BEIJING • China will refuse to discuss President Donald Trump's two toughest trade demands when US negotiators arrive in Beijing this week, people involved in Chinese policymaking say, potentially forcing Washington to escalate the dispute or back down.
The Chinese government is publicly urging flexibility on both sides.
But senior Beijing officials do not plan to discuss the Trump administration's two biggest demands: a mandatory US$100 billion (S$132 billion) cut in America's US$375 billion annual trade deficit with China and curbs on Beijing's US$300 billion plan to bankroll the country's industrial upgrade into advanced technologies such as artificial intelligence, semiconductors, electric cars and commercial aircraft.
The reason: Beijing feels its economy has become big enough and resilient enough to stand up to the US.
A half-dozen senior Chinese officials and two dozen influential advisers laid out the Chinese government's position in detail during a three-day seminar in Beijing that ended late yesterday morning.
It is not clear what will happen when the two sides sit down this week or whether either will find a reason to waver. Still, their positions are so far apart that China's leaders are sceptical a deal will be possible at the end of this week.
They are already raising the possibility that Chinese officials may fly to Washington a month from now for further talks.
"I don't expect a comprehensive deal," said Mr Ruan Zongze, executive vice-president of the China Institute of International Studies, which is the policy research arm of China's Foreign Ministry. "I think there is a lot of game-playing here."
The Chinese government is frustrated with Mr Trump's threats to impose tariffs on US$150 billion in Chinese goods and dismayed by suggestions in the West that China has a weak bargaining position.
Chinese officials believe their country's one-party political system and President Xi Jinping's enduring grip on power mean that China can outlast the United States and Mr Trump in any trade quarrel.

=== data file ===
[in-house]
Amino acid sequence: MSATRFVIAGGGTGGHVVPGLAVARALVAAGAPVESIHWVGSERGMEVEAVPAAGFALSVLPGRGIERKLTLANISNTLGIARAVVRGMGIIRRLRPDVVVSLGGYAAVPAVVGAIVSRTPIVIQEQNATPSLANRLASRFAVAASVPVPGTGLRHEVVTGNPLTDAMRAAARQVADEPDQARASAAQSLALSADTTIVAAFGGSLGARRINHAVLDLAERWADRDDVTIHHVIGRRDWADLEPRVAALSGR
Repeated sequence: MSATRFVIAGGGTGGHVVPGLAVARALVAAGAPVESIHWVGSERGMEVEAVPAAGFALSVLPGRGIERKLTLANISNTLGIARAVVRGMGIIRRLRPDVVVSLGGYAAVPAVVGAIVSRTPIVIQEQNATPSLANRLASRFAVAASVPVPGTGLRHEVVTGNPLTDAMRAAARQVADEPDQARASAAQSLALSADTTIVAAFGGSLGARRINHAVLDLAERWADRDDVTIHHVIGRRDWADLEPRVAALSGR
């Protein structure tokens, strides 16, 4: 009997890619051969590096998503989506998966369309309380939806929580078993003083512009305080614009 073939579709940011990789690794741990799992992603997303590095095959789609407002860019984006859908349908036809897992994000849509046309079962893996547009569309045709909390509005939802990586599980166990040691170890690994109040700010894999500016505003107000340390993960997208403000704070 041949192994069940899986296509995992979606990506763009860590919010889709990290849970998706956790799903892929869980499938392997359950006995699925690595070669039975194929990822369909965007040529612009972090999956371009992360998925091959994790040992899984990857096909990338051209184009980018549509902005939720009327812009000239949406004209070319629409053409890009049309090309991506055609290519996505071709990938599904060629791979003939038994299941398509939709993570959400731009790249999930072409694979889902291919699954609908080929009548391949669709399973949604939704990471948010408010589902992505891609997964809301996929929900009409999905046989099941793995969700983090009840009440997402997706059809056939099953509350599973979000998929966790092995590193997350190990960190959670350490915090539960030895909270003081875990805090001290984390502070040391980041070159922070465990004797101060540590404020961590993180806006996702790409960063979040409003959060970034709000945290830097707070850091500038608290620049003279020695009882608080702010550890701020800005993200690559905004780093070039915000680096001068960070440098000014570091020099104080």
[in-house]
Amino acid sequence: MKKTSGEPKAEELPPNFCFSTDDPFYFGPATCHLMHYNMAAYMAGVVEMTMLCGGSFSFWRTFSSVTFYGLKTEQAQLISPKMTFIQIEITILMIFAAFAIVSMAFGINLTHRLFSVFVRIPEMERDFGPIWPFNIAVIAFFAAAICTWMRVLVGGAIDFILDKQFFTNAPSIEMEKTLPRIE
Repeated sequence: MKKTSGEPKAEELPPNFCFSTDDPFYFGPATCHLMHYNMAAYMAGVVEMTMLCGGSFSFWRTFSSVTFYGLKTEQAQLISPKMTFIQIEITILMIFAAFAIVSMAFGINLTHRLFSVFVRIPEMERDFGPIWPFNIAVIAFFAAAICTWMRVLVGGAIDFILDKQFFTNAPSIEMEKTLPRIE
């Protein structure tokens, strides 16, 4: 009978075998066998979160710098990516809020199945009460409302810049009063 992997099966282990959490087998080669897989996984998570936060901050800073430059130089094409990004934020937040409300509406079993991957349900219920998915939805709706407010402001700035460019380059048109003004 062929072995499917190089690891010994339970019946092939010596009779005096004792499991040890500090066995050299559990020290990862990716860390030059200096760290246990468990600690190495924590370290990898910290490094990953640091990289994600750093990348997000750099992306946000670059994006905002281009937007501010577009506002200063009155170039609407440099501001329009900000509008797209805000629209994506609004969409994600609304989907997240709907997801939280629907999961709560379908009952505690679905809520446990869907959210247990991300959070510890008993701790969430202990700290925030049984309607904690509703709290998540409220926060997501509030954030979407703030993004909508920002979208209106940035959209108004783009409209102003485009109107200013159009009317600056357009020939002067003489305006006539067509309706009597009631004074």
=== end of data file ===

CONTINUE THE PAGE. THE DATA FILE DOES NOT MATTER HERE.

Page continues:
Beijing believes Mr Trump's background as a businessman means that at some point he will agree to a deal. But China is insisting the parameters of any deal be limited, and the tariff threat be removed before a final deal can be struck.
Chinese officials have reached out to US Treasury Secretary Steven Mnuchin, who has reacted positively to China's overtures in the auto and financial sectors.
Mr Mnuchin, who will be on the Trump administration's team in Beijing this week, has sought to calm investors in global financial markets, some of whom have been alarmed by the consequences of a trade war for stock prices and economies.
But the Chinese stance is that two long-term demands raised by trade policy specialists in the Trump administration are unacceptable.
One of these demands is a request by White House officials for a US$100 billion reduction in the annual trade deficit with China. The other demand, for limits on China's industrial policy, is from US trade representative Robert Lighthizer, who is also part of the negotiating team scheduled to visit Beijing.
China is ready to discuss shrinking the US$375 billion annual trade deficit, but it wants to do so by buying more high-tech American goods, which Washington has long blocked because of concerns that they may have military value, and by buying more fossil fuels.
A senior Chinese government official has said Beijing is unwilling to negotiate over any curbs on China's industrial policy, which includes large-scale government assistance to favoured industries in advanced-technology manufacturing.